PUBLICATION

Activation and inhibition of tph2 serotonergic neurons operate in tandem to influence larval zebrafish preference for light over darkness

Authors
Cheng, R.K., Krishnan, S., Jesuthasan, S.
ID
ZDB-PUB-160213-7
Date
2016
Source
Scientific Reports   6: 20788 (Journal)
Registered Authors
Jesuthasan, Suresh
Keywords
Limbic system, Neural circuits
MeSH Terms
  • Animals
  • Choice Behavior*
  • Darkness
  • Dorsal Raphe Nucleus/metabolism
  • Dorsal Raphe Nucleus/radiation effects
  • Larva/metabolism
  • Larva/radiation effects
  • Light*
  • Optogenetics
  • Serotonergic Neurons/metabolism*
  • Serotonergic Neurons/radiation effects*
  • Serotonin/biosynthesis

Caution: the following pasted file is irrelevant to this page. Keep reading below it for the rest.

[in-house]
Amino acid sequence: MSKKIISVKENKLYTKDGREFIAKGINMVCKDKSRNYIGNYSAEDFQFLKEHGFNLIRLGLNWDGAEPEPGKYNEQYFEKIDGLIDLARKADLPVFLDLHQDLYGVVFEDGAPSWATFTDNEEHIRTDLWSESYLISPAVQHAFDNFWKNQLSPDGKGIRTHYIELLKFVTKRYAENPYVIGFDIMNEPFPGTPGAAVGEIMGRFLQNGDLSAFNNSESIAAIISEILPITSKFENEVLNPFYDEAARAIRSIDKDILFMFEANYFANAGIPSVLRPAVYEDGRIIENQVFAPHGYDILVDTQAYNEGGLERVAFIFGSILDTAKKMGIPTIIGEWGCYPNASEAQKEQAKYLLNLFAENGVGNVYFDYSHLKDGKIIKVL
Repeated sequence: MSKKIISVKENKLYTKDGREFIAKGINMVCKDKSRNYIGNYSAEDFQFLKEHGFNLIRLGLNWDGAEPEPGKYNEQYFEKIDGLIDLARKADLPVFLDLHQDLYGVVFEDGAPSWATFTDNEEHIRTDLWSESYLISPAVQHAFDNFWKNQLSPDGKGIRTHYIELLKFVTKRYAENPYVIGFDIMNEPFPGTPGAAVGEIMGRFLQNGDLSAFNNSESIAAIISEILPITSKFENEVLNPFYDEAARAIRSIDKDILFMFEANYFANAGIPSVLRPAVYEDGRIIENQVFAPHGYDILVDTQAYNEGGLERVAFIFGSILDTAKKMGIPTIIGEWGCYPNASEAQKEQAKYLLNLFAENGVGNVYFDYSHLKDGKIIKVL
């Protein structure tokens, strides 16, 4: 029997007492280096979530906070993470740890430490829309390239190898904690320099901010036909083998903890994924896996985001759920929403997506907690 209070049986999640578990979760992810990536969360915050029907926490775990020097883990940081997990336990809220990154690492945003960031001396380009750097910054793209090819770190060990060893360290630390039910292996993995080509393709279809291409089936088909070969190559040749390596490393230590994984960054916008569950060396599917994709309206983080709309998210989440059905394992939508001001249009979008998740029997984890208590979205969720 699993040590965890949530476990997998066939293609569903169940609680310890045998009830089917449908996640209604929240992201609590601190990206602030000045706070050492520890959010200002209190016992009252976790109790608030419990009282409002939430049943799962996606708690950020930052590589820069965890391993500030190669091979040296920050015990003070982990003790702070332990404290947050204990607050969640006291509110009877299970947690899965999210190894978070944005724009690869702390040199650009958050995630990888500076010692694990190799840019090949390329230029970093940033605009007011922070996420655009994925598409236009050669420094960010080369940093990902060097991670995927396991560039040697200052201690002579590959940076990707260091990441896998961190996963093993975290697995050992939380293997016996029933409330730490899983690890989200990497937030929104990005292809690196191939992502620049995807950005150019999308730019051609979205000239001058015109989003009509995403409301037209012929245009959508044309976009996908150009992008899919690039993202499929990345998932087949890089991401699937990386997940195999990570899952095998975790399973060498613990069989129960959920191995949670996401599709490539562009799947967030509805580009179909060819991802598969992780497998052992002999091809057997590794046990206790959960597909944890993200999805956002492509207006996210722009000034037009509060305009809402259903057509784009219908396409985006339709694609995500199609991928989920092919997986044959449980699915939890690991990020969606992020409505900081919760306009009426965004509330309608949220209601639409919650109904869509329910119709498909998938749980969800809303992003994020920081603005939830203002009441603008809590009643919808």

• Zebrafish/metabolism*
  • Zebrafish Proteins/metabolism*
PubMed
26868164 Full text @ Sci. Rep.
Abstract
Serotonergic neurons have been implicated in a broad range of processes, but the principles underlying their effects remain a puzzle. Here, we ask how these neurons influence the tendency of larval zebrafish to swim in the light and avoid regions of darkness. Pharmacological inhibition of serotonin synthesis reduces dark avoidance, indicating an involvement of this neuromodulator. Calcium imaging of tph2-expressing cells demonstrates that a rostral subset of dorsal raphe serotonergic neurons fire continuously while the animal is in darkness, but are inhibited in the light. Optogenetic manipulation of tph2 neurons by channelrhodopsin or halorhodopsin expression modifies preference, confirming a role for these neurons. In particular, these results suggest that fish prefer swimming in conditions that elicits lower activity in tph2 serotonergic neurons in the rostral raphe.
Genes / Markers
Figures
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Expression
Phenotype
Mutation and Transgenics
Human Disease / Model Data
Sequence Targeting Reagents
Fish
Antibodies
Orthology
Engineered Foreign Genes
Mapping
Errata and Notes